Mesa district board race draws four entries - East Valley Tribune: East Valley Education News

Mesa district board race draws four entries

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Posted: Thursday, October 26, 2006 11:15 am | Updated: 4:35 pm, Fri Oct 7, 2011.

Mesa’s changing demographics are on the minds of all four candidates running for the Mesa Unified School District’s governing board.

The candidates, competing for two open seats, say the school district’s key issues include accommodating a growing Hispanic population, a lack of new neighborhood growth, and a lack of new state revenue.

“The growth is basically tapped out. (Mesa schools) are facing zero growth, and I think we’re in for some significant challenges for that,” said Michael Hughes, the only incumbent among the candidates.

Hughes and Dave Lane, who has run unsuccessfully for a seat twice in the past, were endorsed by both the Mesa Education Association, which represents teachers, and the Mesa Education Support Personnel Association, which represents many certified employees in the district.

Afton Zapata, 34, is a 1989 graduate of Mountain View High School. He says competition with charter schools and promoting diversity within the district are two issues he would like to address.

Meanwhile, Alayne Udall Favreau, 48, whose six children have all attended Mesa High School, mentioned keeping strong performing arts programs as a top priority.

Michael Hughes

Age: 54

Occupation: Executive director of PREHAB of Arizona, Inc.

Education: Bachelor’s degree from ASU; master’s in education from Nova University

Experience: Member of school board since 1994; serves on Mesa’s Gang Prevention Steering Committee, the board of directors of the East Valley Boys and Girls Club, Helaman House, Family Life Center and East Valley Art Academy

Issues: Funding: “It’s always critically important to maintain the positive relationship with the state Legislature,” he said.

Competition with charters, private schools: “We need to make sure there are multiple choices for our students in terms of types of program and types of schools, whether alternative schools or magnet schools.”

Dave Lane

Age: 49

Occupation: Automotive technician, trainer

Education: Bachelor’s from University of California at San Diego

Experience: Mesa Leadership Training and Development; MPS Special Needs Parent Advisory Council; chairman for School Bond Promotion Committee last year; Franklin School FPO Board; Mesa Community College Commission on Excellence in Education

Issues: Growing English-learner population: “I live in the part of town that is being affected by English Language Learner issues,” he said. “We have to find ways to reach out to this group and help them reach their potential.”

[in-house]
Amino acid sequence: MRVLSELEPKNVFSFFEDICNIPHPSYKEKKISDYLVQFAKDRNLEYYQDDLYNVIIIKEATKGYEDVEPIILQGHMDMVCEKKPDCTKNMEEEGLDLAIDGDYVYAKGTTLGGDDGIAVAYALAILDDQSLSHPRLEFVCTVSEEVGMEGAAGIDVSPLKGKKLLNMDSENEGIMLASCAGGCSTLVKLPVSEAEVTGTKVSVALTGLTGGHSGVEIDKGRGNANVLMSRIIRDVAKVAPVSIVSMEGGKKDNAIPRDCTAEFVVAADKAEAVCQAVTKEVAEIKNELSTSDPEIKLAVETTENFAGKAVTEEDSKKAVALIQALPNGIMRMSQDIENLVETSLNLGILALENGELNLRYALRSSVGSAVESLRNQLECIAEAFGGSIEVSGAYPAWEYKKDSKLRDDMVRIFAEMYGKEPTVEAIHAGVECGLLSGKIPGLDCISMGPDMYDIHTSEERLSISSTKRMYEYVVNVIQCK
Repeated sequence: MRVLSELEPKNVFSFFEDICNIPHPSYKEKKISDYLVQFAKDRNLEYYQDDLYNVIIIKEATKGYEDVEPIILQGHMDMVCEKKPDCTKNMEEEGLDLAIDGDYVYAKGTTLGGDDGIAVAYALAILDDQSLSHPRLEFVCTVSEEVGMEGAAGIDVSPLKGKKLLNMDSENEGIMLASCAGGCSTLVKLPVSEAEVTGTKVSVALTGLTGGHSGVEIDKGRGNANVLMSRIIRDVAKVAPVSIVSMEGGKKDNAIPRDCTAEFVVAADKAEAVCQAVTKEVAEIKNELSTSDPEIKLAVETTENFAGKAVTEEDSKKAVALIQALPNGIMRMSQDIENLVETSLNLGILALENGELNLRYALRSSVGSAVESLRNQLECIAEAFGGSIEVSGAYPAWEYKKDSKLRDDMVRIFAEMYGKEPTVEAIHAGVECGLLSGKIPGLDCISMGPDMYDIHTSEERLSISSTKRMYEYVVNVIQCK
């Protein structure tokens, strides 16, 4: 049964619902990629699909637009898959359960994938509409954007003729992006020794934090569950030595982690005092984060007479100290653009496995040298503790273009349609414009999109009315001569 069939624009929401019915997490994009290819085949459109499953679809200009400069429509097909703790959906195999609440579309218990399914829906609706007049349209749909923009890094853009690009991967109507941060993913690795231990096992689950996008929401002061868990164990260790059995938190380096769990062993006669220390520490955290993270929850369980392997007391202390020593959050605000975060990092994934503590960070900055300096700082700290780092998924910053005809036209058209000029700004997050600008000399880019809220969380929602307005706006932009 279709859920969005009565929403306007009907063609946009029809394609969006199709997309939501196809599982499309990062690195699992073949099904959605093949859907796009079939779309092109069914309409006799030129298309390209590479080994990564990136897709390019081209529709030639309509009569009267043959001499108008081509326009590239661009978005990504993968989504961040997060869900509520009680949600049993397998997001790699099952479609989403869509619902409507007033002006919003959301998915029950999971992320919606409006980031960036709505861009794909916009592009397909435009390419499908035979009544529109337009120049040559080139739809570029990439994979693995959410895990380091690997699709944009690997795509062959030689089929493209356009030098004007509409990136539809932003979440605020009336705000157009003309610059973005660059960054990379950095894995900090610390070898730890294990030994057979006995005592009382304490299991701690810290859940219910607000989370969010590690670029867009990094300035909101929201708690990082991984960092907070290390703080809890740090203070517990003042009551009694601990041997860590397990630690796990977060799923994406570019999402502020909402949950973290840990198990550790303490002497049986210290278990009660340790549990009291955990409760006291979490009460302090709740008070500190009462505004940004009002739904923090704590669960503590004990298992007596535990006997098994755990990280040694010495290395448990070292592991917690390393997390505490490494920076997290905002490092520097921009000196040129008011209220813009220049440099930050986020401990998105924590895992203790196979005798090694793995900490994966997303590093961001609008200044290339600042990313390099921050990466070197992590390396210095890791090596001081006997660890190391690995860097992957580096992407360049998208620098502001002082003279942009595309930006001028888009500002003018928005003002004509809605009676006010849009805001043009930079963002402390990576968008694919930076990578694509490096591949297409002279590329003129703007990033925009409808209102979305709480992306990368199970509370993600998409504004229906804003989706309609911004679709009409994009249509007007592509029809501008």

Flat enrollment and rising costs: Says schools in the east side of the district are becoming crowded, too.”It’s a real balancing act, and it’s going to get worse before it gets better,” he said, adding that bond money for new schools was a short-term fix.

Web site:

Alayne Udall Favreau

Age: 48

Occupation: Homemaker

Education: AA degree from Brigham Young University; enrolled in bachelor’s degree classes at BYU

Experience: Mesa High School Improvement Advisory Council; Art masterpiece teacher at Porter Elementary School; Mesa High Grad night council; chairwoman of the Christmas Temple Lights Committee; former Taylor Junior High School PTO president

Issues: Performing arts: “As science requirement increase, you lose electives and the first things to go are hose fine arts. Mesa has such a legacy of quality performing arts, I would really stand up and shout to keep those in place.”

Growing English-learner populations and Flat enrollment and rising costs: “Its an enormous issue. I don’t know that I have the answers for those, but I do have a good parent-perspective.”

Afton Zapata

Age: 34

Occupation: Substitute teacher,


Education: Bachelor’s degree from ASU; master’s in educational leadership from NAU

Experience: Mesa Leadership Training and Development; PTO member at Zaharis Elementary School; LDS Stake relief society counselor

Issues: Competition with charters, private schools: Says offering continued choices to parents is the key.

Keeping a variety of elective courses: “It’s hard to try to fit in those desired electives that the students want to take, and yet keep up with the demands of the state and federal guidelines,” she said. “We need to . . . use our resources effectively so that educational benefits are for all students,” she said.

Web site:

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